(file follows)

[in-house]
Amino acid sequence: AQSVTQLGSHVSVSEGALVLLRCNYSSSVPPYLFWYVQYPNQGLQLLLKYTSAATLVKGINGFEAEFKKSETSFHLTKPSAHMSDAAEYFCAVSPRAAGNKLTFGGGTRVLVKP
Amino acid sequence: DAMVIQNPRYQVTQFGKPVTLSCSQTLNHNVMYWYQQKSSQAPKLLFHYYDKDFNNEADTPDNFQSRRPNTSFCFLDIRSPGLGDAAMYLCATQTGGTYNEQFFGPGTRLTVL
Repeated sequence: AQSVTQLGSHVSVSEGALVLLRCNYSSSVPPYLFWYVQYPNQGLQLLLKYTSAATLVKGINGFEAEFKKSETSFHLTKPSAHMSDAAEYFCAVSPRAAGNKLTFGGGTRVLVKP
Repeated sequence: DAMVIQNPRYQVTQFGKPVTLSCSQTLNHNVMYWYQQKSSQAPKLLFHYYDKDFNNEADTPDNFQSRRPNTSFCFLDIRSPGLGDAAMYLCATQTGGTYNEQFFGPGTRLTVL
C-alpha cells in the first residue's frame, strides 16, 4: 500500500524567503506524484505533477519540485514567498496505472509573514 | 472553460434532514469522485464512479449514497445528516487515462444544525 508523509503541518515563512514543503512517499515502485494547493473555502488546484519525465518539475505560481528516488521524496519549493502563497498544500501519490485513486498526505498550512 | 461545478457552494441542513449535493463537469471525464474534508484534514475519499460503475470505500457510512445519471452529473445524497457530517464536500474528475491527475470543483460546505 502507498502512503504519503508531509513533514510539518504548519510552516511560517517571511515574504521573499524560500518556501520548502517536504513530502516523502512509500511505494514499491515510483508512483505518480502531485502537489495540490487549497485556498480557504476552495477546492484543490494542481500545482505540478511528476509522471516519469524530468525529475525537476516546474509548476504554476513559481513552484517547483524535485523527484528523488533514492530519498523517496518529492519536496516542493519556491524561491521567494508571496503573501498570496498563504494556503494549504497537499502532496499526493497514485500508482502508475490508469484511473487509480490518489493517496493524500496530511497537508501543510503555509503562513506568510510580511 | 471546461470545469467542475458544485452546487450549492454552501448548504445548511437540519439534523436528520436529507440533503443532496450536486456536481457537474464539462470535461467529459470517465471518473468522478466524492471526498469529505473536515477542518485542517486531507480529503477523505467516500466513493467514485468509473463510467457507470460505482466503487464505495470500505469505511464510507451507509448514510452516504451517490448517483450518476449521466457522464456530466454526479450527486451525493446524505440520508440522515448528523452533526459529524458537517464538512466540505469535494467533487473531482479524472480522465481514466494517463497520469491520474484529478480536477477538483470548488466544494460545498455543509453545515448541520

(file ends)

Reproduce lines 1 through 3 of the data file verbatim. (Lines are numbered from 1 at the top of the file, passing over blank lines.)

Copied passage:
[in-house]
Amino acid sequence: AQSVTQLGSHVSVSEGALVLLRCNYSSSVPPYLFWYVQYPNQGLQLLLKYTSAATLVKGINGFEAEFKKSETSFHLTKPSAHMSDAAEYFCAVSPRAAGNKLTFGGGTRVLVKP
Amino acid sequence: DAMVIQNPRYQVTQFGKPVTLSCSQTLNHNVMYWYQQKSSQAPKLLFHYYDKDFNNEADTPDNFQSRRPNTSFCFLDIRSPGLGDAAMYLCATQTGGTYNEQFFGPGTRLTVL